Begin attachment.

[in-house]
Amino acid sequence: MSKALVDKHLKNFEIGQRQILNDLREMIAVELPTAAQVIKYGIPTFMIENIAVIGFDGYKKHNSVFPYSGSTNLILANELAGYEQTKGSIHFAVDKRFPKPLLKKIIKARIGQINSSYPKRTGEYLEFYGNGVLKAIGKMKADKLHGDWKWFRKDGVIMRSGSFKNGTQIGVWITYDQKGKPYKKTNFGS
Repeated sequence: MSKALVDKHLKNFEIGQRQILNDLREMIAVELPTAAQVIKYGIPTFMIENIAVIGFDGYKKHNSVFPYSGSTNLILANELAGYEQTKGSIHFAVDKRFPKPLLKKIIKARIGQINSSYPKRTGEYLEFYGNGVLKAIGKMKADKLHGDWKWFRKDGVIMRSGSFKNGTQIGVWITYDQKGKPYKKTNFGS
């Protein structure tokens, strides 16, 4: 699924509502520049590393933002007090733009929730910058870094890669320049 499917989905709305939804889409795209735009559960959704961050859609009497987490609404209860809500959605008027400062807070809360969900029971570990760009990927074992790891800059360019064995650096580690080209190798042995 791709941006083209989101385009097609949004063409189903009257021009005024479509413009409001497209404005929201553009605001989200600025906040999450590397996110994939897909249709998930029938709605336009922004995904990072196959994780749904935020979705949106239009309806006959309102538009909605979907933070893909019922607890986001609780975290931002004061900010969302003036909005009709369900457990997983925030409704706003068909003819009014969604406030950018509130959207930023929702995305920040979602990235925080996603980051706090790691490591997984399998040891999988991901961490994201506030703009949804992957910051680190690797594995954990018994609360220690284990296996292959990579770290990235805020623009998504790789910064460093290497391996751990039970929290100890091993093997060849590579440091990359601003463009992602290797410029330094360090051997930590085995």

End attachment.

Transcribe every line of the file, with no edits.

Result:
[in-house]
Amino acid sequence: MSKALVDKHLKNFEIGQRQILNDLREMIAVELPTAAQVIKYGIPTFMIENIAVIGFDGYKKHNSVFPYSGSTNLILANELAGYEQTKGSIHFAVDKRFPKPLLKKIIKARIGQINSSYPKRTGEYLEFYGNGVLKAIGKMKADKLHGDWKWFRKDGVIMRSGSFKNGTQIGVWITYDQKGKPYKKTNFGS
Repeated sequence: MSKALVDKHLKNFEIGQRQILNDLREMIAVELPTAAQVIKYGIPTFMIENIAVIGFDGYKKHNSVFPYSGSTNLILANELAGYEQTKGSIHFAVDKRFPKPLLKKIIKARIGQINSSYPKRTGEYLEFYGNGVLKAIGKMKADKLHGDWKWFRKDGVIMRSGSFKNGTQIGVWITYDQKGKPYKKTNFGS
């Protein structure tokens, strides 16, 4: 699924509502520049590393933002007090733009929730910058870094890669320049 499917989905709305939804889409795209735009559960959704961050859609009497987490609404209860809500959605008027400062807070809360969900029971570990760009990927074992790891800059360019064995650096580690080209190798042995 791709941006083209989101385009097609949004063409189903009257021009005024479509413009409001497209404005929201553009605001989200600025906040999450590397996110994939897909249709998930029938709605336009922004995904990072196959994780749904935020979705949106239009309806006959309102538009909605979907933070893909019922607890986001609780975290931002004061900010969302003036909005009709369900457990997983925030409704706003068909003819009014969604406030950018509130959207930023929702995305920040979602990235925080996603980051706090790691490591997984399998040891999988991901961490994201506030703009949804992957910051680190690797594995954990018994609360220690284990296996292959990579770290990235805020623009998504790789910064460093290497391996751990039970929290100890091993093997060849590579440091990359601003463009992602290797410029330094360090051997930590085995």